According to Direct Motion, Inc., an Ontario, CA machine tool producer, most VMC base machines are similar. The big differentiator from brand to brand can be the control. Because the CNC and software running the machines have the power to dramatically make a difference in operability, productivity, and overall machining performance, the control and software is where the development folks at DM have focused their attention.
To start, the machine’s 39” control monitor is one of the largest and easiest to see and access. The control panel itself is all touch screen-based and can be configured as each user wishes. Because the monitor is so large, multiple screens of information can be displayed at the same time without losing resolution. According to DM, the Windows-based control can be operated by anyone who can use a computer. And the control can operate using G-codes or in the system-included DM Cam mode. Either way, the system’s tool path verification function can prove out the program before running a part.
As I watched the YouTube video on the machine, control and software, I saw that a teach-in style approach to simple programming was easy to follow. Built in software features are included such as emulate tool diameter, and probe auto-center.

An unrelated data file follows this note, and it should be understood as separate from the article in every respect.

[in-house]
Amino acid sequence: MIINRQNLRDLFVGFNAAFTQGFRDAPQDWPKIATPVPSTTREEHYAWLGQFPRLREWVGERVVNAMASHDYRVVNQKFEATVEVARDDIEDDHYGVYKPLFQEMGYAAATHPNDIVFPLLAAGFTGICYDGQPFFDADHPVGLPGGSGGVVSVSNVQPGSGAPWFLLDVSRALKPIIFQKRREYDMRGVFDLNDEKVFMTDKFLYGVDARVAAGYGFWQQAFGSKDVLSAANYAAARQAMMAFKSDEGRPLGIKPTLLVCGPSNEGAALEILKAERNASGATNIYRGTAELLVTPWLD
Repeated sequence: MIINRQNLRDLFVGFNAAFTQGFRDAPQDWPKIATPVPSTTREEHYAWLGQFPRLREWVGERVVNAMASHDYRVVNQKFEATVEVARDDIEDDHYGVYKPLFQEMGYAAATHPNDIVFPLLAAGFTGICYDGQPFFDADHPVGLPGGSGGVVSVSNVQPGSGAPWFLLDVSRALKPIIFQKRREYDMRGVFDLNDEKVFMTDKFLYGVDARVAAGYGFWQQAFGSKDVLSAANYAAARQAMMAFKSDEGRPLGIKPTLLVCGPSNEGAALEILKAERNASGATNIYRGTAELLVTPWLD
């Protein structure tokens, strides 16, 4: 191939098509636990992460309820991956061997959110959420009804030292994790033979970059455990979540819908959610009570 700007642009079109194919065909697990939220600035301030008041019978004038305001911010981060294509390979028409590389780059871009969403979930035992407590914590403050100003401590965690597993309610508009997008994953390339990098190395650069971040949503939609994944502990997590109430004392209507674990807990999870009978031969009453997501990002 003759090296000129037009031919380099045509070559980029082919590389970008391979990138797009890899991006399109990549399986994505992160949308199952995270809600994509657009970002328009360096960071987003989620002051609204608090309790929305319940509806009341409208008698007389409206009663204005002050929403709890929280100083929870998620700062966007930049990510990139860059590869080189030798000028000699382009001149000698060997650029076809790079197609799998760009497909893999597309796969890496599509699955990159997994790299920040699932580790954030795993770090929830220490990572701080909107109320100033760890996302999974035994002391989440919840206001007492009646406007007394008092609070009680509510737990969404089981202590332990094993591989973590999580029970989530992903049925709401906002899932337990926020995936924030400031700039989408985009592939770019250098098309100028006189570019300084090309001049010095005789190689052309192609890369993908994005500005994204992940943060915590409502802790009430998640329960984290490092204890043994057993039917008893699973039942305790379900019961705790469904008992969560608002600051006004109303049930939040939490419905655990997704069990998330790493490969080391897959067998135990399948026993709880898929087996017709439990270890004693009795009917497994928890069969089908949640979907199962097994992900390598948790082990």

DM has tapped into the efficiency of the Internet for training as well as machine support. Remote service is quickly available, including video to allow a service technician to see what the operator is seeing. All of the service manuals and training courses are online for customer access.
The DM VMC Series travels range from 23.6” x 15.75” x 15.75” to 47.25” x 27.56” x 27.56” with tables from 31.5” to 47.25” long and 15.75” to 23.62” wide. The product line includes four models. Though I hadn’t heard of DM until last month, I learned that Direct Motion had previously teamed up with Rottler, the engine-building machine company, supplying the DM CNC on their machines.